I’ve been composing an email to the new faculty members in the departments I serve this afternoon, and another librarian I know has been composing a similar email to faculty in a particular program at her library. And you know what? These emails are hard. I want to come across as helpful and practical and not the least bit overwhelming or pushy or beggy.
I don’t really need a response from these people or anything, but I’d hate to see this email just get deleted and forgotten. There’s good stuff in there. Or at least I think so, though I may be a tad biased. Still, I know that I’m competing with a deluge of similarly information-full emails from other places on campus, not to mention the mountain of getting-hired paperwork, or the chaos of moving to a new town. So I’ve decided that the key is to start with the one or two things that are most likely worrying these new faculty. After that, the rest will probably fall into place on its own, but this first interaction has to be about them and their upcoming instructional challenges, not about me and my work. If they read no more than the first sentence or two, what will grab their attention and let them know that I have their interests at heart, not my own?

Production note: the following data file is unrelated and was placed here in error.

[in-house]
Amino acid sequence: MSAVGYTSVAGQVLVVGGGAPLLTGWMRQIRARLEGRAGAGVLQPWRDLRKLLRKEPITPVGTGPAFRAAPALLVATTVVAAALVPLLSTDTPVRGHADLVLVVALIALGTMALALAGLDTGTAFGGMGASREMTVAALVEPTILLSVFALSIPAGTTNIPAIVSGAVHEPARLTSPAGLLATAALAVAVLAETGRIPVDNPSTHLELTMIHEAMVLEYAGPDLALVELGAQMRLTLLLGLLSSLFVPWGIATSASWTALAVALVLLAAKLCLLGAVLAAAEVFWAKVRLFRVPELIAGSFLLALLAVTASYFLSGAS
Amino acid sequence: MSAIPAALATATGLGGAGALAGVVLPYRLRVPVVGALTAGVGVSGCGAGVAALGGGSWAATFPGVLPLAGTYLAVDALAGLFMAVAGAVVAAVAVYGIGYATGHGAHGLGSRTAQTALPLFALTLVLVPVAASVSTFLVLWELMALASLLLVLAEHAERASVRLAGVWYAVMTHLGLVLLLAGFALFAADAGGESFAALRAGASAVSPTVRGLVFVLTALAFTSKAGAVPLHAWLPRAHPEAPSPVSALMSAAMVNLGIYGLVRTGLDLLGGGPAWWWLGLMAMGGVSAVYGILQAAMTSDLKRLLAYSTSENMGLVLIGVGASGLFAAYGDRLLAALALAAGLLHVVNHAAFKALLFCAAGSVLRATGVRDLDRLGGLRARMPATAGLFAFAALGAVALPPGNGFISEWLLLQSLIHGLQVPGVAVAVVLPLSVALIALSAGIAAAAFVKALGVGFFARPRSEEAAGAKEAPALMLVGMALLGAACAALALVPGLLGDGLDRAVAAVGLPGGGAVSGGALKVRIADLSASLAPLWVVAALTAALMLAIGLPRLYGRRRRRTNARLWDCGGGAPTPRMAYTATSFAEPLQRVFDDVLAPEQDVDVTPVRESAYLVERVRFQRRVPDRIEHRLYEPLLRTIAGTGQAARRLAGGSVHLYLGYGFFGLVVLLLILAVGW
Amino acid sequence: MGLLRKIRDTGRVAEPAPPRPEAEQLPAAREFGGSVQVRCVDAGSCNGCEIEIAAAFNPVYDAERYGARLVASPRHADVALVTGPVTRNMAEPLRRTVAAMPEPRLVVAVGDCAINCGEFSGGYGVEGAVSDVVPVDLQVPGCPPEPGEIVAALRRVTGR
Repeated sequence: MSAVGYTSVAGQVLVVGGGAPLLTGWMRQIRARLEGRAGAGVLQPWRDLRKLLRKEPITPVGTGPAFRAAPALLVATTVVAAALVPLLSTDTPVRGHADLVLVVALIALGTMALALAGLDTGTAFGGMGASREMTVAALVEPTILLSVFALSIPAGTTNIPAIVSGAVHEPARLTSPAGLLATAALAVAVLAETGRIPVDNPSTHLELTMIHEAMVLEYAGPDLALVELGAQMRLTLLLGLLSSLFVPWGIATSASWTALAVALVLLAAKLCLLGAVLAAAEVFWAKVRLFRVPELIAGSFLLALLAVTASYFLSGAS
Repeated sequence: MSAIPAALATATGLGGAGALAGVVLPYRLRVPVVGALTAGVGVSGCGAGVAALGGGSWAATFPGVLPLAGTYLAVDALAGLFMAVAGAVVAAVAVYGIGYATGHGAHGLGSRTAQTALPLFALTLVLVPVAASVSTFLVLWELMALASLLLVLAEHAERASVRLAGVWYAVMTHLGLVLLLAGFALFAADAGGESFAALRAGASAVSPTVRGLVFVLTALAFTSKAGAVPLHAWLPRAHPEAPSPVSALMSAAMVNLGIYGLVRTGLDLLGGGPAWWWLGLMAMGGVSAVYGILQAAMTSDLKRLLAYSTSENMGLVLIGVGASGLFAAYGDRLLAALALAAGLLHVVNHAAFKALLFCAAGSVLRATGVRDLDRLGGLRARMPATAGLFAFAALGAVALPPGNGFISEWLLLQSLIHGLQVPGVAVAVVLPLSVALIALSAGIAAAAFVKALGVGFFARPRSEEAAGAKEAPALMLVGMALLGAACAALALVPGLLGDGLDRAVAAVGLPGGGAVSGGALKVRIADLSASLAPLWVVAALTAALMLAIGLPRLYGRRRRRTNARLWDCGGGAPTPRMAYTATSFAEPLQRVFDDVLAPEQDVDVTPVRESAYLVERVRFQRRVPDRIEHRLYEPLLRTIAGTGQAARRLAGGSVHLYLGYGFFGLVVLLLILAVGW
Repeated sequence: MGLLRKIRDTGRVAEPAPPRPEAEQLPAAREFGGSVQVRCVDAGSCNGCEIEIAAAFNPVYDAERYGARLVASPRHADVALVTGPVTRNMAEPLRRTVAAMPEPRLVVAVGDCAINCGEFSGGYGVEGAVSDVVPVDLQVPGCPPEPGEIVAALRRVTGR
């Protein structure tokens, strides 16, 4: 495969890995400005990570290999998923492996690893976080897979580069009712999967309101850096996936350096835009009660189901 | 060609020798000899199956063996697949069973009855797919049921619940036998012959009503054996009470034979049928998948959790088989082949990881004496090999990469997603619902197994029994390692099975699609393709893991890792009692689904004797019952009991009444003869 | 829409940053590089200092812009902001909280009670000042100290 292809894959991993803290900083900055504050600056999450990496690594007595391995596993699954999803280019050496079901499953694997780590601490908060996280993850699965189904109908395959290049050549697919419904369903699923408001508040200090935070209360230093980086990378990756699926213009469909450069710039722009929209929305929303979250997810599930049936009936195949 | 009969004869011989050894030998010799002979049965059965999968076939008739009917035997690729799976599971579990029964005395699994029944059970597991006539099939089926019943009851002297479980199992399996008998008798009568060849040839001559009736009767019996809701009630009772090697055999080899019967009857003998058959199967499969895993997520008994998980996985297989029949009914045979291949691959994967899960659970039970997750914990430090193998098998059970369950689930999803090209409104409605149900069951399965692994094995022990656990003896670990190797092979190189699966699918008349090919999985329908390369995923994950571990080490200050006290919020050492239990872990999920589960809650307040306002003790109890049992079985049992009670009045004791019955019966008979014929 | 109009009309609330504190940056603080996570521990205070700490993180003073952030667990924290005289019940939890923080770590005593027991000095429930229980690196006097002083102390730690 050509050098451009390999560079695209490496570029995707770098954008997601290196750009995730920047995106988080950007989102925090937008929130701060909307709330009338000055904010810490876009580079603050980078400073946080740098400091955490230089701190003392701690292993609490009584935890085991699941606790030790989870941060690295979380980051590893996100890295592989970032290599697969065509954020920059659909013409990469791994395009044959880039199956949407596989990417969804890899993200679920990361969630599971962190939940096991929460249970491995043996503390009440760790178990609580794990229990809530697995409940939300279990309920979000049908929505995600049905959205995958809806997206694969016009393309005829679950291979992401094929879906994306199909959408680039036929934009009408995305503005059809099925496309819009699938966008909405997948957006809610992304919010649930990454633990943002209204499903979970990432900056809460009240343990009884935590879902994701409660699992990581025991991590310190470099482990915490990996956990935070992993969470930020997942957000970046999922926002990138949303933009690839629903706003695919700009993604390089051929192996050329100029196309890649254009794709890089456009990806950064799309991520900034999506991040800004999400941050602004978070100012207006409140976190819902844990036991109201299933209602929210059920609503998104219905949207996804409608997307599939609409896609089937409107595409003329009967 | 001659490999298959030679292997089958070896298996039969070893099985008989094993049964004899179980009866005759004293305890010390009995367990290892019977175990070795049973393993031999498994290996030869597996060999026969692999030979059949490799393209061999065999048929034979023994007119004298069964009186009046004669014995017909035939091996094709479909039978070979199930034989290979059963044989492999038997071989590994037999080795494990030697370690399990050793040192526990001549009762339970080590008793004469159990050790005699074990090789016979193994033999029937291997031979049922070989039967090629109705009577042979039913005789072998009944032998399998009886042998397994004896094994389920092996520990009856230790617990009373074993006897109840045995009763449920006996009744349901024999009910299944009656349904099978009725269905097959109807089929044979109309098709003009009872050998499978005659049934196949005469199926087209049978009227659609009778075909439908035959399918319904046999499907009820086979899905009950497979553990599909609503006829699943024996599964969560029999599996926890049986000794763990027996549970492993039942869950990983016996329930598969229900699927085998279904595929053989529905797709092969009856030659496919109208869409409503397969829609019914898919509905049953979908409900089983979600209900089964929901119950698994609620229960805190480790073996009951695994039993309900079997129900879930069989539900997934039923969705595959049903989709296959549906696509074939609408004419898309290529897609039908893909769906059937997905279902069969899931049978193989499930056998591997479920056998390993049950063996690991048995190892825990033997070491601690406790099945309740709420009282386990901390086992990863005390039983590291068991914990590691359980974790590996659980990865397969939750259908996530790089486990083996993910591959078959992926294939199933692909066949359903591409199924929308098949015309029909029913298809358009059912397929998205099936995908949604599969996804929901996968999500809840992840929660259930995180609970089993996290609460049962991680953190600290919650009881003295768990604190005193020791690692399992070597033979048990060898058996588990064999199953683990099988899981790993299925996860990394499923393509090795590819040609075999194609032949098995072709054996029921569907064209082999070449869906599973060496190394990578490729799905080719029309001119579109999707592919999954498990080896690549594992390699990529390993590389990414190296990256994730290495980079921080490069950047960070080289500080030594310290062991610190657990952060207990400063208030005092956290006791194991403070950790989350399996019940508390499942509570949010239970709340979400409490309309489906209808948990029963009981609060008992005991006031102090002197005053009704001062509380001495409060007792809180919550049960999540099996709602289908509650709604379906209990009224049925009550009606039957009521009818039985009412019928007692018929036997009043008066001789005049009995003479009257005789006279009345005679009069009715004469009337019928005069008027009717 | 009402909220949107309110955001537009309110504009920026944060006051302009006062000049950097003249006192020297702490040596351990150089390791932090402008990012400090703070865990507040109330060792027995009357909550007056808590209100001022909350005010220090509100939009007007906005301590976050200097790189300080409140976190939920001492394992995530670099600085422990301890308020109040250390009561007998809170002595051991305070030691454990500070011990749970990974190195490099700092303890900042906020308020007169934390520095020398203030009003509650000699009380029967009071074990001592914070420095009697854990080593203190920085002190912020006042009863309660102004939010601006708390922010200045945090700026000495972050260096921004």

In this case I think that “I have to fit all this into ten weeks?!?” is probably foremost on these new faculty members’ minds. So I’ll start off by saying something about how I can help them fit research projects into a ten-week term without derailing their course content.
But I think that as I move forward, I’ll try to keep this shift from “here’s what I can do” to “here’s how I can help solve this problem you have” in mind whenever I write these emails. When I first started here, I wanted to prove to people that I could help them, so I gave lots of details about all the various kinds of help I could give. Then I shifted towards giving a couple of examples that illustrated many things, or that would spark people’s imaginations. And I still like using specific examples, but I’ve gone off the idea of telling them Everything They Must Know (here and in my instruction). No, my goal now is much more modest: I would like them to know at least one thing they really wanted to know. After that, details seem to work themselves out and they end up learning what they need as they need it. At least, I hope they do.